When Lightroom CC originally launched it was woefully behind Classic from a features perspective. Photographers who had come to expect certain tools and performance were greeted with an underpowered CC, and few gave it a second glance after that. But now, nearly five years later, those same photographers might not know that they are nearly identical now. So then, why do we have two versions of the same software?
Lightroom’s Branding History
Lightroom Classic and Lightroom CC were branched off as two different products back in October of 2017, but that’s not the first time the name “Lightroom CC” was used. In 2015, Adobe actually added the “CC” — which stands for Creative Cloud — to the original Lightroom that would eventually be called Classic. But in 2017, it rebranded Lightroom as Lightroom Classic and spun off Lightroom CC into a separate product.
Confusing, to be sure.
That split in 2017 immediately caused many to worry that Adobe was going to end the Lightroom experience many photographers had come to rely on. Those same photographers weren’t looking forward to Adobe’s new Lightroom CC either, as the platform was not nearly as robust as the newly-named Classic had become. Quite the opposite really: it was downright inadequate for power users.
“No, we’re not phasing out Lightroom Classic and remain committed to investing in Lightroom Classic in the future,” Tom Hogarty, an Adobe Product Management Director, said at the time. “We know that for many of you, Lightroom Classic, is a tool you know and love and so it has an exciting roadmap of improvements well into the future.”
Adobe kept its promise. Over the course of the next five years, it would co-develop the two platforms side by side. Classic, which for years was maligned for being slow and only getting slower, managed to turn that perspective around. There was a time that the Lightroom brand was synonymous with slow, but in 2022 it is a complaint that is rarely raised. At the same time, Adobe’s Lightroom teams have made both CC and Classic more robust and added multiple new features.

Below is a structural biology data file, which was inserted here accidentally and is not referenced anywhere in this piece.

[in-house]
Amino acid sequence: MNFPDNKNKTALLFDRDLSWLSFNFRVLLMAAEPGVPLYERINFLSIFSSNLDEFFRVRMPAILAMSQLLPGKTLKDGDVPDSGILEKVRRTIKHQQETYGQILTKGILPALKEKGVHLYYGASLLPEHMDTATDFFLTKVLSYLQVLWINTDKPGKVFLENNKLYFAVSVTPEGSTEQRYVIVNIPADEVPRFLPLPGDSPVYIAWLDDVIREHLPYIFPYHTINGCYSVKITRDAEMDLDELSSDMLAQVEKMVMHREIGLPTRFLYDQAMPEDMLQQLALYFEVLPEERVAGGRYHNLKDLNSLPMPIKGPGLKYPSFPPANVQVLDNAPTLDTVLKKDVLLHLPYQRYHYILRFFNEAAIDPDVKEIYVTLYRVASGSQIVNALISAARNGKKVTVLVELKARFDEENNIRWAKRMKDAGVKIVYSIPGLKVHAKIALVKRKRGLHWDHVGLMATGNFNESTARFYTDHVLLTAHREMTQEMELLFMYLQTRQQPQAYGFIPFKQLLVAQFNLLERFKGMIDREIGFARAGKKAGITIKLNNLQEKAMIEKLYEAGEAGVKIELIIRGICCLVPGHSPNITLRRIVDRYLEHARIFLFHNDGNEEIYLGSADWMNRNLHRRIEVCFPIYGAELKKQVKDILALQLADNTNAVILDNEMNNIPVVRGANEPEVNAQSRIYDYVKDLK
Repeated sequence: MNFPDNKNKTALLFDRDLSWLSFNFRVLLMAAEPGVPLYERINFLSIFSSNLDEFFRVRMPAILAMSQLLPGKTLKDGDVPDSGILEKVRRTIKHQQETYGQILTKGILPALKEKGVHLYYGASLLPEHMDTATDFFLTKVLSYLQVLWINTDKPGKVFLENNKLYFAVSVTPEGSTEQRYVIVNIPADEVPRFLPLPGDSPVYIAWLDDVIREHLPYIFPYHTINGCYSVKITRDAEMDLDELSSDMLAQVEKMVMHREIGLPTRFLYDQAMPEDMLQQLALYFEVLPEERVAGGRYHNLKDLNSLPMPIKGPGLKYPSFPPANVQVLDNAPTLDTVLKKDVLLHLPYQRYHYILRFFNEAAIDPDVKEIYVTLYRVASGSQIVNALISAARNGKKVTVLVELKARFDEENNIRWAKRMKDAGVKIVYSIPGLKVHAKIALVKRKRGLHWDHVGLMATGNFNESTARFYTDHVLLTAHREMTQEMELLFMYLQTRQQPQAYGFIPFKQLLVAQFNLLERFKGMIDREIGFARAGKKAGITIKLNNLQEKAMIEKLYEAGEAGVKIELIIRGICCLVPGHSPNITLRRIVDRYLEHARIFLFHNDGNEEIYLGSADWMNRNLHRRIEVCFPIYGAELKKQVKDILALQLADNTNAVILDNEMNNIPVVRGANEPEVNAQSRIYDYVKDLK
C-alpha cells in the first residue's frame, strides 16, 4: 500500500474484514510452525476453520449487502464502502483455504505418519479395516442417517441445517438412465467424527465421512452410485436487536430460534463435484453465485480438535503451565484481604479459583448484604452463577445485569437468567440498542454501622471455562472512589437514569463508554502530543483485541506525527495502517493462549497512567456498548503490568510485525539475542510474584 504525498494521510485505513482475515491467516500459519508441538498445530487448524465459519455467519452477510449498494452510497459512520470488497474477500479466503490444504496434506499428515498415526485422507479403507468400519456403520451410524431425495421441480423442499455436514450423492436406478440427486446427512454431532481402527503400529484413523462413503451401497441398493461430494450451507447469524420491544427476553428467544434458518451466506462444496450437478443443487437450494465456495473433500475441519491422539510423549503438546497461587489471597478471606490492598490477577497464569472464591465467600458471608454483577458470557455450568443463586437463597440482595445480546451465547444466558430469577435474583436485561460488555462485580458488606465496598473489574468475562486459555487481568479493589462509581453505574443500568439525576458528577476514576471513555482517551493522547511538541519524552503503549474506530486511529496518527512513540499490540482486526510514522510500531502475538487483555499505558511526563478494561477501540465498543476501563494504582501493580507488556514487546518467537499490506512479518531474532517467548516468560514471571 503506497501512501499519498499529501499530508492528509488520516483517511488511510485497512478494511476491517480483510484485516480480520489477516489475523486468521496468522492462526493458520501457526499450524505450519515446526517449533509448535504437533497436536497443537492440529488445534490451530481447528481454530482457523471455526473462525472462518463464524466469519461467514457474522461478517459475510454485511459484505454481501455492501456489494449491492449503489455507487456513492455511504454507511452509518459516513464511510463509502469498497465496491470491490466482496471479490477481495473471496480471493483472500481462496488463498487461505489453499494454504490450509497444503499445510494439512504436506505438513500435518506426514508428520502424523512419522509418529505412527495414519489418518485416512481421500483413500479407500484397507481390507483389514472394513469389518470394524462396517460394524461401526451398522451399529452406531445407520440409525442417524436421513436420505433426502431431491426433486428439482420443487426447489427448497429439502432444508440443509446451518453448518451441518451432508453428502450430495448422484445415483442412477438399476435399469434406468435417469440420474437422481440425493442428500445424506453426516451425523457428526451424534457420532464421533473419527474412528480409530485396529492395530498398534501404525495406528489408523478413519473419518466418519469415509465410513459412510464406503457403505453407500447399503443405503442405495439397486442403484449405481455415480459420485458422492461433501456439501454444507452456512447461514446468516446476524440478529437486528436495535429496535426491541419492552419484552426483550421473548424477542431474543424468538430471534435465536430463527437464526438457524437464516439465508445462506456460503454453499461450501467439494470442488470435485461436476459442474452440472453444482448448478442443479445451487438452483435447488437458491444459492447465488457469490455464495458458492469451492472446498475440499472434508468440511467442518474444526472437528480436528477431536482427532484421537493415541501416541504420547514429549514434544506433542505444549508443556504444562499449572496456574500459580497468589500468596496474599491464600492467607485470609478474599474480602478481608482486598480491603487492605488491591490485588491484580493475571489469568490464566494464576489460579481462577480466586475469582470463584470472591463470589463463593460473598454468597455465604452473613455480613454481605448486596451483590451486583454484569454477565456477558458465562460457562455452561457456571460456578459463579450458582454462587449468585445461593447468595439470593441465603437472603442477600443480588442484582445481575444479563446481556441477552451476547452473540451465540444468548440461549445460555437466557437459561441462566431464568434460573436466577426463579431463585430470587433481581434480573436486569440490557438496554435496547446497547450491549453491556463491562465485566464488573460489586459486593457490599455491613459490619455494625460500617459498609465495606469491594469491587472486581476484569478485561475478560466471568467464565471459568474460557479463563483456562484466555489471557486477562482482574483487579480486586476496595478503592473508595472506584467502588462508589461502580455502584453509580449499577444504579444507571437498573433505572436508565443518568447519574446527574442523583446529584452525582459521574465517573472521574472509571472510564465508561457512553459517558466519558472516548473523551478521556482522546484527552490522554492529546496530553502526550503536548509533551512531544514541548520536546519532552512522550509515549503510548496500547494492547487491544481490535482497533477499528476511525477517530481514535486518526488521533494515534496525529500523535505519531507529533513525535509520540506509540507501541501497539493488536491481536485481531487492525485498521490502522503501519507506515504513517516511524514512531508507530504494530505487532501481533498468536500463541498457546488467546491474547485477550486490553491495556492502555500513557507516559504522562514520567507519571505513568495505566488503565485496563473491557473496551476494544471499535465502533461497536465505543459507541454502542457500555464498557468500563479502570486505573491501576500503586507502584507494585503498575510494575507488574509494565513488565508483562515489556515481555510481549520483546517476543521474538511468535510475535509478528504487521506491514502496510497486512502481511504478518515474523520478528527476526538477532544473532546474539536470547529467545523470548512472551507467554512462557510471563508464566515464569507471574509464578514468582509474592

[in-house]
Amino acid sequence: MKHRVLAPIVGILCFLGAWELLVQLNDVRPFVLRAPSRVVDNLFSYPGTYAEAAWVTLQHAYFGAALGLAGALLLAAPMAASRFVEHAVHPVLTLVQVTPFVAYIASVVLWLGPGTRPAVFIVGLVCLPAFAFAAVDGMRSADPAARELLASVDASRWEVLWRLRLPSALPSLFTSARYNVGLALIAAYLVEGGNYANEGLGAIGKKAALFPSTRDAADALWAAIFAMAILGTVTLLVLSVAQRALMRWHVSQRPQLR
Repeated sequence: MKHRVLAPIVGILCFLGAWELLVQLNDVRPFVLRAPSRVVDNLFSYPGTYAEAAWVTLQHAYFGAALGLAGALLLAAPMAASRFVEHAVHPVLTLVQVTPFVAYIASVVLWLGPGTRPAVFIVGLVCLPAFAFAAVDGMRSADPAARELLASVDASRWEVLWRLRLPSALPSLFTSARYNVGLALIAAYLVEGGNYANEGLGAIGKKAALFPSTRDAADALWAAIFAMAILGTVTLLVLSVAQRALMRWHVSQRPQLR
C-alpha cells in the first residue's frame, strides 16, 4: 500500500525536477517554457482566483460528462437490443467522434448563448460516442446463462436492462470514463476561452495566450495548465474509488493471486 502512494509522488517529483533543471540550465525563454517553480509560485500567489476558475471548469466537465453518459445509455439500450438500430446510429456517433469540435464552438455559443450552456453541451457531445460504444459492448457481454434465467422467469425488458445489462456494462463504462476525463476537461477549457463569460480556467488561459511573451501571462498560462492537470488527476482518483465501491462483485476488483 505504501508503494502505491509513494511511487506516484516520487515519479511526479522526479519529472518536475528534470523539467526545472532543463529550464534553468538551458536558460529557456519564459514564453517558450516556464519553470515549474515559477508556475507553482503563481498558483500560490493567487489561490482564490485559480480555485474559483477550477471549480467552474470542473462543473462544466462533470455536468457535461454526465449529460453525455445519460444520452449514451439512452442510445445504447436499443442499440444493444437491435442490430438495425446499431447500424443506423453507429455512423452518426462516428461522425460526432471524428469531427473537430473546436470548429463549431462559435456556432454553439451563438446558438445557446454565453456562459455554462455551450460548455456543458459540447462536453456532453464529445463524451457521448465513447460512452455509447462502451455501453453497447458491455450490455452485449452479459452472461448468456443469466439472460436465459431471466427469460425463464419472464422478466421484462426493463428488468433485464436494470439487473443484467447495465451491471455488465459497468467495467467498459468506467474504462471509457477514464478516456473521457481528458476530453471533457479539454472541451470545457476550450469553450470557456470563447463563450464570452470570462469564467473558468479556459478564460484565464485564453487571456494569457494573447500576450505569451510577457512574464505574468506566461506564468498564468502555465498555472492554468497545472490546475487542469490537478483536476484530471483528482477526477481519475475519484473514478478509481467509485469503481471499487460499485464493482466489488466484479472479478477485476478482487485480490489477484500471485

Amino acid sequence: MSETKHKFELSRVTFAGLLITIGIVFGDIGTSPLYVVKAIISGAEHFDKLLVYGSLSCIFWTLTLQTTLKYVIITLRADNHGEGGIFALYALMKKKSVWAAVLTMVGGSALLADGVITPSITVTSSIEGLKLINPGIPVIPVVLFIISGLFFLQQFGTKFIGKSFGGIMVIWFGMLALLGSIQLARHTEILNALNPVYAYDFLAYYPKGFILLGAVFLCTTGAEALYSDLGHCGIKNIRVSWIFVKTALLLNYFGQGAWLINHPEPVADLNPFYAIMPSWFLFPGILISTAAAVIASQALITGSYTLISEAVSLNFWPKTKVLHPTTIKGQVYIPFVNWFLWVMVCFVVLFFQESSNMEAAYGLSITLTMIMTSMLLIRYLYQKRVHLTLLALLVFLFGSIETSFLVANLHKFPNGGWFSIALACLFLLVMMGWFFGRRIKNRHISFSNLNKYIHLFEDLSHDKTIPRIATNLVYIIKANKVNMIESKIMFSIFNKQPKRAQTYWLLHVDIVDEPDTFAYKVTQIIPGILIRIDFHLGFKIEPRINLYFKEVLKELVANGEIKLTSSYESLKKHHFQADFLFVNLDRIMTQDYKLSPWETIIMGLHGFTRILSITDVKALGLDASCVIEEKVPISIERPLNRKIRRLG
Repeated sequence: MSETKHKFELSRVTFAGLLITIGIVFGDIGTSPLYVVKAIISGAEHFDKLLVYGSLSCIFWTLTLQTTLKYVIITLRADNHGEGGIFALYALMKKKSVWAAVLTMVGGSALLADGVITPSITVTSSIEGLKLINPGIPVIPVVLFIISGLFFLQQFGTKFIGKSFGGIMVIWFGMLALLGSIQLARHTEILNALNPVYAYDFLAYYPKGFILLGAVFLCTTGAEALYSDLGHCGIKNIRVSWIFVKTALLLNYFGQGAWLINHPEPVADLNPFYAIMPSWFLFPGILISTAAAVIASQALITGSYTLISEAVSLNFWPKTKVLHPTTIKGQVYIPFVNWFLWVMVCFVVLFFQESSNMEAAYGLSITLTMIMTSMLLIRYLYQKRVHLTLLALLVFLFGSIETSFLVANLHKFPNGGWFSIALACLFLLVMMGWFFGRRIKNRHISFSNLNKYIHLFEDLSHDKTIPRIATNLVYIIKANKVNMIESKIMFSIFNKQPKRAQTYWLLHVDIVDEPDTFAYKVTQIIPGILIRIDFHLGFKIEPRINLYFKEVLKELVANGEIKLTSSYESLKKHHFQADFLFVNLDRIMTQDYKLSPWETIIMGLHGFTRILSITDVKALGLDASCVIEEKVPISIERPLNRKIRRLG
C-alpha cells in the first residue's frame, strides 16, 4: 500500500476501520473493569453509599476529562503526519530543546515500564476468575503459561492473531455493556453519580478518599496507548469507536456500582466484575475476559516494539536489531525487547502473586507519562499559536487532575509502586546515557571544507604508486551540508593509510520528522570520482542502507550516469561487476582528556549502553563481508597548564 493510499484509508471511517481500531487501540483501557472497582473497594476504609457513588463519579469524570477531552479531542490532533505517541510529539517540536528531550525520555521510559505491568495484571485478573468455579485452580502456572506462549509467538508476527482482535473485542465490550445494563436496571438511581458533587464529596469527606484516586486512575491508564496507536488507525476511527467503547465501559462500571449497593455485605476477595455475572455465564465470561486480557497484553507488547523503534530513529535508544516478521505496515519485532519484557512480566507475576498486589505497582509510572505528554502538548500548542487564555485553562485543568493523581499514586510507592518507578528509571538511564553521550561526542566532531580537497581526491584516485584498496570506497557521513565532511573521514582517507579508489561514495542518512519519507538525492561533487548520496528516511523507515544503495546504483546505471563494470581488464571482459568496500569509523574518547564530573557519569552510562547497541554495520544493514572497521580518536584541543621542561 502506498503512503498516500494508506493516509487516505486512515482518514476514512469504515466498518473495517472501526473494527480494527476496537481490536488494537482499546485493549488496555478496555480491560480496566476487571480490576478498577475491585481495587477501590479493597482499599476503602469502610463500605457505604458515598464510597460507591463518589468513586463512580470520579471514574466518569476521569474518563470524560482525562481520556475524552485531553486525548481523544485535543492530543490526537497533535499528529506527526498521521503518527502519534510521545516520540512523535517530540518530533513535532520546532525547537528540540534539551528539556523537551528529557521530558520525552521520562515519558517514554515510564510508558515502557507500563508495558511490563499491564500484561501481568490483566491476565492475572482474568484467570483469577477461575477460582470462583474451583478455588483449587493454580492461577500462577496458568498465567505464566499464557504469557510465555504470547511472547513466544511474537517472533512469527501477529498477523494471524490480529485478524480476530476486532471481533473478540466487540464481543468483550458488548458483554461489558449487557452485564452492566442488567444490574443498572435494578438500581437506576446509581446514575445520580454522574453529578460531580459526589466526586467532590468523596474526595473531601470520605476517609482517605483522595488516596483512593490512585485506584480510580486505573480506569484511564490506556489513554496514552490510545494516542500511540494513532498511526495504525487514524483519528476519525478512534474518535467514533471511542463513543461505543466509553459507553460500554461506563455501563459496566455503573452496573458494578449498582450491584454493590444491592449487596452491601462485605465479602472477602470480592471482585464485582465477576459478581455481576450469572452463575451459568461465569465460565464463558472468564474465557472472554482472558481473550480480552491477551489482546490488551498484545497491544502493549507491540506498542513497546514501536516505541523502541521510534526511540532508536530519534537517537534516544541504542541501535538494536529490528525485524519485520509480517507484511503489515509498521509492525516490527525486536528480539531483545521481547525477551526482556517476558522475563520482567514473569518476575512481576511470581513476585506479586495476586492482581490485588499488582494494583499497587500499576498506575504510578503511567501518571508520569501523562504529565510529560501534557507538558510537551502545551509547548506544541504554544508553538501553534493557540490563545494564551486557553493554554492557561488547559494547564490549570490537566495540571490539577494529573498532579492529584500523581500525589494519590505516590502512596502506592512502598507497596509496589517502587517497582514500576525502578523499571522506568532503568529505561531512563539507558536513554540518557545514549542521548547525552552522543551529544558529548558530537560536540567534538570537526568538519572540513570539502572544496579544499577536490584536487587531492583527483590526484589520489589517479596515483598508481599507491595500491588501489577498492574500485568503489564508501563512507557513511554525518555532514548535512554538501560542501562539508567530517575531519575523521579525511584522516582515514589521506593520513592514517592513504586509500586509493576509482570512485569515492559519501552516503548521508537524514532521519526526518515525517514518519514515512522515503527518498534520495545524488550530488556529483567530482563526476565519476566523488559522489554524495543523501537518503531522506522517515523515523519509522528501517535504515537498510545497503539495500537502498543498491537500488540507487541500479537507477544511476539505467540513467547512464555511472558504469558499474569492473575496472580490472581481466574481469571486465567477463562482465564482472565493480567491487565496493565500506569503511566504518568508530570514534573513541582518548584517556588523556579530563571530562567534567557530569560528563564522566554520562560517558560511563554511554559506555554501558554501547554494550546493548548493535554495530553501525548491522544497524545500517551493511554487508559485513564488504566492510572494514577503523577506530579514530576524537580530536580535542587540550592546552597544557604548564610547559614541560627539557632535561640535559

According to Sharad Mangalick, Adobe’s Photo Product Manager (which includes Adobe Camera Raw, Lightroom, and Lightroom Mobile), CC launched in such a bare-bones manner on purpose.
“When we rolled our Lightroom CC, photographers would have been right: it didn’t do as much as Classic did. We purposely made the product less feature-heavy so we could understand what people actually need,” he says. “It was a strategic choice that we made. The challenge now is a number of years later, people only remember the original rollout only remember that it was underpowered back then, not what it is now.”
What few photographers probably have realized is that in addition to speeding up classic and giving it new capabilities, Adobe has also managed to bring CC up to feature parity with Classic.
Today, the editing suite is nearly identical across both applications — as far as what a photographer can do to edit a photo, there is no appreciable difference. So why are there two programs, and what’s the plan for the future?
What is the Difference Between Lightroom Classic and Lightroom CC?
The only editing-based difference between Classic and CC is that CC does not have the Camera Calibration panel, but most of what an editor can do there can be done elsewhere in the editing stack. For Adobe and the Lightroom team, from an editing perspective, the two programs have reached feature parity.
Adobe never planned to retire Lightroom Classic, despite what some feared, Mangalick says. He tells PetaPixel that the goal has always been to build and innovate both products together.
“[Lightroom Classic and Lightroom CC] were built to solve different needs,” he tells PetaPixel. “With Lightroom Classic, the assumption was that everything that would be edited was on a photographer’s computer.”
That base assumption is the core of what makes Classic and CC different. On Classic, the platform assumes that photographers are going to have access to the photos they want to edit on a local machine and doesn’t lean on cloud storage to do so. Lightroom CC is the opposite. Because it works across platforms, the assumption is that those files won’t necessarily be on the device currently in use, and leans more into cloud storage as a result.
These perspectives directly relate to the small differences between the two.